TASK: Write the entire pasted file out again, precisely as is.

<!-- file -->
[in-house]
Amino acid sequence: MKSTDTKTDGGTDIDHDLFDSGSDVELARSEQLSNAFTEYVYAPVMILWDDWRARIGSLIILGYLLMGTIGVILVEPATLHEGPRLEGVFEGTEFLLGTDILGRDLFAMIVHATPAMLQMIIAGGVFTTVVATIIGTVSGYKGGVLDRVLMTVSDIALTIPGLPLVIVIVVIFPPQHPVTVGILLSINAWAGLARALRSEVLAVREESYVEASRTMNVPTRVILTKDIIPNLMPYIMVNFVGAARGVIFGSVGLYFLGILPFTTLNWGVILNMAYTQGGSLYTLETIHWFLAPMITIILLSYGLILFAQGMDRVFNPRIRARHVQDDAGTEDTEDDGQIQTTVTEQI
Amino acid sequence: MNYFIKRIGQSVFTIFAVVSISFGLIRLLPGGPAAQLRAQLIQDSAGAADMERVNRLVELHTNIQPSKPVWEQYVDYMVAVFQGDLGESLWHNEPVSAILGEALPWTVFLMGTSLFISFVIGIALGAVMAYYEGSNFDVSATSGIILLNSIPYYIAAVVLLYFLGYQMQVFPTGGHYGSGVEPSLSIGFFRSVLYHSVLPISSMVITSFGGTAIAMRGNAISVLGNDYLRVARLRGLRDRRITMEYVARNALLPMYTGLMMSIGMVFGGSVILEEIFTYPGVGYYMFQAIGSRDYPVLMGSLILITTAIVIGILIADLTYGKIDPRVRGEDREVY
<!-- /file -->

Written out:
[in-house]
Amino acid sequence: MKSTDTKTDGGTDIDHDLFDSGSDVELARSEQLSNAFTEYVYAPVMILWDDWRARIGSLIILGYLLMGTIGVILVEPATLHEGPRLEGVFEGTEFLLGTDILGRDLFAMIVHATPAMLQMIIAGGVFTTVVATIIGTVSGYKGGVLDRVLMTVSDIALTIPGLPLVIVIVVIFPPQHPVTVGILLSINAWAGLARALRSEVLAVREESYVEASRTMNVPTRVILTKDIIPNLMPYIMVNFVGAARGVIFGSVGLYFLGILPFTTLNWGVILNMAYTQGGSLYTLETIHWFLAPMITIILLSYGLILFAQGMDRVFNPRIRARHVQDDAGTEDTEDDGQIQTTVTEQI
Amino acid sequence: MNYFIKRIGQSVFTIFAVVSISFGLIRLLPGGPAAQLRAQLIQDSAGAADMERVNRLVELHTNIQPSKPVWEQYVDYMVAVFQGDLGESLWHNEPVSAILGEALPWTVFLMGTSLFISFVIGIALGAVMAYYEGSNFDVSATSGIILLNSIPYYIAAVVLLYFLGYQMQVFPTGGHYGSGVEPSLSIGFFRSVLYHSVLPISSMVITSFGGTAIAMRGNAISVLGNDYLRVARLRGLRDRRITMEYVARNALLPMYTGLMMSIGMVFGGSVILEEIFTYPGVGYYMFQAIGSRDYPVLMGSLILITTAIVIGILIADLTYGKIDPRVRGEDREVY